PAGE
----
# Randomness

Most programming languages include a random number generator (RNG) in their standard libraries or environments such as `Math.random()` in Javascript or `rand()` in Ruby. But these functions are not true randomness but merely an approximation.

Huh? So what is true randomness? Wikipedia states the following:

Randomness is the lack of pattern or predictability in events. A random sequence of events, symbols or steps has no order and does not follow an intelligible pattern or combination.

Doesn’t sound much like software does it? That’s because software is deterministic. We call a function in the same environment, with the same input variables and same state, and we know that we will always get the same value.

## Randomness with Software

RNGs in software are pseudorandom which basically means they appear to be random. They usually work by taking a seed value as an input and provide an output based on that seed. That seed is usually handled for you and generated on a changing value (or collection of values) based on the machine’s state such as current time, process specs and memory usage. None of which are of course random.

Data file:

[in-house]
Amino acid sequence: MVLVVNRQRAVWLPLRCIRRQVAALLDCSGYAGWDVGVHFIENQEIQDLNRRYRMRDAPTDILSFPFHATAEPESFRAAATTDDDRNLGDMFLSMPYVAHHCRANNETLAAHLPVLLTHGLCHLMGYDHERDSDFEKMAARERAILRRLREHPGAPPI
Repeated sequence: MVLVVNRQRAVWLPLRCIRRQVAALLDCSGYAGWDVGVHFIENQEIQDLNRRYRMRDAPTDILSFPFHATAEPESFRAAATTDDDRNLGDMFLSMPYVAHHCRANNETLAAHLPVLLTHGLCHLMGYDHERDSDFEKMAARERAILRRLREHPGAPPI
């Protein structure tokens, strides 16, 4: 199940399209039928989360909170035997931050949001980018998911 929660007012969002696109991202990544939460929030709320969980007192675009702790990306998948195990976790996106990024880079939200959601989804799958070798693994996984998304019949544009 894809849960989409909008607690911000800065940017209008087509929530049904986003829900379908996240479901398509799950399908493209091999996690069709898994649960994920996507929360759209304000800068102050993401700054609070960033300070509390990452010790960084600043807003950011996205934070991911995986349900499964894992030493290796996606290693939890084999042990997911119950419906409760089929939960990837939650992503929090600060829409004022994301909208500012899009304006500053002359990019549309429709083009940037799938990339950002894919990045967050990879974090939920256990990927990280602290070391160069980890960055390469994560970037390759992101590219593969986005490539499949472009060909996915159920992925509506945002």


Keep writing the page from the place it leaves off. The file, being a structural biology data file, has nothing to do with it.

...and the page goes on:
In fact some random generators ask you to add some computer usage as ‘randomness’ is generated! I am using the Unix password manager, Pass on this Linux machine and as it generated a gpg key, it gave me a prompt with the following:

While the key is being generated, it is a good idea to move your mouse around a little bit to give it a bit more random number entropy for the creation of the key pair.

Entropy is the measurement of unpredictability. So what this prompt is saying is just a little more randomness into the mix and move your mouse …um okay!

## Randomness with Hardware

So if software does not allow us the ability to create random numbers. Could hardware? Engineers have gotten really creative:

• random.org uses atmospheric noise and expose the numbers generated to the public.
• Cloudflare have a wall of a 100 lava lamps that are on 247 and are video recorded. The pixels generated create a good level of ‘randomness’ with not only the state of the lava creating a good level of entropy, but also the atmospheric lighting, air and noise.
• Similarly, SushiRNG is an open source RNG that records fish movement in a tank.

Now are these methods creating true randomness? I’ll leave that question to the philosophers, but it is certain that these approaches are an improvement over the psuedo random number generators of software.